As a child, spend hours on your grandparents’ porch, at their farmhouse, gazing up at a dark sky covered with stars. They will be spread so densely and in such fine particles that it will look like flour spread on a cobalt countertop. Try to count them, but only until you are old enough to realize the futility of the attempt.
In high school, quietly excel in math and science. Keep your grades to yourself—do not be a geek. Fall madly in love with equations. Have an affair with literature, but realize you are far more interested in the wildly unexplored expanse of the cosmos than that of the human psyche. Join the swim team. While underwater, practice your weightlessness, your shortage of oxygen. Marvel at how prepared you already are. You could fly the damn rocket ship right this minute.
Go to college. It’s okay to be a geek here. They all are. Lose yourself in a physics problem. Emerge from a study session covered in powdery chalk dust, from the tips of your fingers, all down your dark blue jeans, leaving behind a chalkboard plastered with equations and complex mathematics, every square inch of that thing, like an arm covered in tattoos. Revel in the camaraderie, the pure, innocent, unbridled joy that comes from solving the seemingly unsolvable. And the math, the glorious math! Thrive.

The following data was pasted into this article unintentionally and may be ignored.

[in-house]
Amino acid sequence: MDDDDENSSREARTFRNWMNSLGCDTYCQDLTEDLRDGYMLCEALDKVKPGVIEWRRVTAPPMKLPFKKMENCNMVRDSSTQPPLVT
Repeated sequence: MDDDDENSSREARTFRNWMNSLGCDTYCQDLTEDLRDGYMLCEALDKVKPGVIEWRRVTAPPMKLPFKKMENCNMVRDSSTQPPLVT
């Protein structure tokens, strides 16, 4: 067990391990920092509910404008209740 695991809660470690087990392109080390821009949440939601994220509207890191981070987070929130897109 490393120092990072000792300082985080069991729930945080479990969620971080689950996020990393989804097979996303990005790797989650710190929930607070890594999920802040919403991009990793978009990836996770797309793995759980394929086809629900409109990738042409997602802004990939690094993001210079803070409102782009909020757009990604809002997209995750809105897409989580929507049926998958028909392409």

People among you, even the best, will decide it isn’t worth it. They will settle for less. For brief moments, you will imagine what it’s like not to care. You will envy their freedom, their lack of direction. You will wonder why you can’t be like them. Research other majors, other career paths, then decide there is no other option. Sit again on that porch, gaze at that royal blue sky, and want more than anything to be up there.